“What is it you see?!”
“Hush. The more you speak, the more I must ignore your sweet voice to concentrate.” Her sarcasm left him gritting his teeth, but he suffered her tone as he always had.
“Isstiin moves closer even now,” she said, her pair of blank orbs reflecting the blue light of the chamber. “The battle is on in full. They are seven in number, these infidels I see through his eyes.” A smile curved her cold, azure lips into an appreciative grin. “Quite clever, that,” she whispered.
“What happens? What happens!!” His voice grew in anger.
“They have hidden in a space beyond space. Oh, they are crafty. Gordenharn thought them retreated to the outside, but they were right in the Mother’s Womb the whole time. They will slaughter them to a man.”
He laughed loud and the sound was like icicles thrown against glass. “We cannot be opposed! Not here!”
“You mistake me,” she said, her sightless eyes turning to his. “It is the intruders that will send Isstiin and the others to the barren paradise of our Mother.” Her face turned back to where it had been, looking where nothing was, yet seeing all.
“Even through the cold-folk’s shaman, from this distance, I can feel the warmth of them. They’ve a tree-priest with them, and the half-wit Earth bitch’s follower that She warned us of.” Her forehead lined with a scowl. “A wizard as well. Thayan, it seems, from his illustrated skin. By her frigid hands, what have they in this?” She gritted her teeth. “Two swift ones. A man and a woman. They protect their spell-thrower. And a dwarf whose axe moves like the teeth of Sekolah.”
He hissed at that. “I suppose that one’s here by chance as well?”
“Hush.” Her concentration deepened. “Their seventh is a knight of Torm. That one will sink the quickest to her cold embrace, I would think.”
She shook her head and her eyes returned to their deep green color. “Isstin is being attacked, and it is only a matter of time before Kiissath and Luchtiiss fall as well.” She waved her hand over a pond of ice that lay on the table before them. They both looked into the mirror that formed and watched as the battle waged beneath their gaze.
“They would seem formidable were it not for the limping foolery that you send against them.” His teeth clenched together and she patted him on the side of the face.
“To gauge their power, dear one. They are fanatics, true, but they would hold no place in my mistress’ holy kingdom.”
What was the nearest thing to a frown came to his mouth. “You have said the same of the Otersdotter, and even you cannot deny her strength.”
She looked at him with incredulity. “And where shall she keep it? In the crystalline place she holds in the Spine Of The World?” She turned back to the scrying surface. “Let her keep her bed with Obould and his smelly ilk They would make a fitting royalty for a land filled with enemies from Silverymoon to Waterdeep, for that is what they have awakened.”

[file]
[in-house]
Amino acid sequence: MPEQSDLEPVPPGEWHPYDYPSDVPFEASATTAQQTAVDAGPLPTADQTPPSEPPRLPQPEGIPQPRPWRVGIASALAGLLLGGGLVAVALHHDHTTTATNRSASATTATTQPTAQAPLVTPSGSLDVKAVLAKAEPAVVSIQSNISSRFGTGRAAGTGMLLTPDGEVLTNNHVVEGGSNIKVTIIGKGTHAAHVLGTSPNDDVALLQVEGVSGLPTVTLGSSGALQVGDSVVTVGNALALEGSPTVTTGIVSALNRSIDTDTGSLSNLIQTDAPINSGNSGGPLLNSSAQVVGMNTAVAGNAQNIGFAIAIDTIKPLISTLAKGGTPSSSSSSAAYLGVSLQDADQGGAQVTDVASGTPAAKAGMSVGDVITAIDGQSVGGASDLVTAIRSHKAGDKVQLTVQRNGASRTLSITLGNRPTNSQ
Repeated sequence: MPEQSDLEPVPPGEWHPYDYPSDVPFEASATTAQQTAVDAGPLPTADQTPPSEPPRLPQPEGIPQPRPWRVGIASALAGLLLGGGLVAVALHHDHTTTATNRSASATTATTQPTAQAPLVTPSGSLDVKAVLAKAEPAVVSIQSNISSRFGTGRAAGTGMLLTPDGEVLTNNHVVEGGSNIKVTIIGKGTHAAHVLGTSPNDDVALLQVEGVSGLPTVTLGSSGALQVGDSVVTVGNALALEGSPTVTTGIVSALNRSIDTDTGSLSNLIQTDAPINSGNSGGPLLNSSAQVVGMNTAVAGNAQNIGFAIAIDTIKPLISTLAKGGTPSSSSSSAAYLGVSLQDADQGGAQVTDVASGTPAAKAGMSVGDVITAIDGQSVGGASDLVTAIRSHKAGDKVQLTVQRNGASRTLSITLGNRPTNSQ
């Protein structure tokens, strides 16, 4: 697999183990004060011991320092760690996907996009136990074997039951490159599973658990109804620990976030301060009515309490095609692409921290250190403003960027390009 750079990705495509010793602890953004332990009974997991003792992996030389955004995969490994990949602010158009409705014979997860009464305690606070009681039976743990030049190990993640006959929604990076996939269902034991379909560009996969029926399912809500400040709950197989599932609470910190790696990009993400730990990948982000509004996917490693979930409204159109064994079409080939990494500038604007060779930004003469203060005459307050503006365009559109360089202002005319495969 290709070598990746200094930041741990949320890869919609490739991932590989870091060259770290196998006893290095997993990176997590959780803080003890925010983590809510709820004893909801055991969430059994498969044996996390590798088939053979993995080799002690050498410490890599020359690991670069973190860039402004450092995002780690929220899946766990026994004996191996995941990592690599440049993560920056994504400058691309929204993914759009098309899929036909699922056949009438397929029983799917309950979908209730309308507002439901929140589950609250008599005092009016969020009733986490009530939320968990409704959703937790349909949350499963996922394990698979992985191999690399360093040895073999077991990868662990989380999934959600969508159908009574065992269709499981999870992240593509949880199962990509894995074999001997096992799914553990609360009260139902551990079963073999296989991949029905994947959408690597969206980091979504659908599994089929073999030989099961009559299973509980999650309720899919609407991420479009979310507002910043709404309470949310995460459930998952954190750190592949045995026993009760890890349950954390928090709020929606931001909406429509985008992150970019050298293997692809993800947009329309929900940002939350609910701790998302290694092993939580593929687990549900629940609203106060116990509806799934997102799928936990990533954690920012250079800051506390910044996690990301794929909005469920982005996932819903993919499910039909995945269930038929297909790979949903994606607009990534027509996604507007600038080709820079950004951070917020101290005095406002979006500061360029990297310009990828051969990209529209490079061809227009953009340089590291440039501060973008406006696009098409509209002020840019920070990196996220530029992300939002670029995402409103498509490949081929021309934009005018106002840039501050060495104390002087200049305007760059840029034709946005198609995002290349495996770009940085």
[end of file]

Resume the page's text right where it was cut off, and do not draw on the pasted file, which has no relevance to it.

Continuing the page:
She bent down to kiss the ice, to dart soft licks on its surface and feel the sweet ecstasy as the grip of its cruel cold tore a thin strip of skin from her tongue. “My Mother’s empire shall be as she sees fit. Flat. Cold. Empty. She has no use for the creatures that live in the mountain holes for the good folk to mine for and slaughter. The Jarl’s daughter will join us or die, if she is not killed before.”
“What of the planes is that?” He turned his head about to watch as a mound of frozen vegetation attacked the dwarf in silent violence.
She giggled softly. “A gift from the Mother. A little token to show the Southern fools that She can hold even their warmth and heat within her merciful embrace.”
“Quite ingenious,” he said. “You see? We are clever in our own right.”
“And we must stay so, dearest, and ruthless as well, lest you become as your doddering cousin.”
He hissed at that and she placed a finger to his mouth.
He pulled away from her. “I have had enough of your voyeur’s delights. I hie to the halls once more.” He looked at her fiercely. “And I feel you knew I would be saying that.”
“Of course,” she replied. “Once we have freed the Mother, we shall have fuel for the fire, so to speak. And if we stomp on the intruders in the process, more the better.”
“And if they finish what they have come to start?” he asked.
She waved her hand dismissively. “Pointless to consider. Either they cull the weak or are culled themselves. The fires eat at the mountains and widen Her alter upon this earth. Let them eat into her followers to see who deserves to stand in her winds. You shall return to the halls and ensure we move as needed there.” She noted his impatient stance. “And, lest you feel left out of the mysteries we so try to keep around you like shadows, my handsome brute, here is what Gordenharn and I have planned for the infidels…”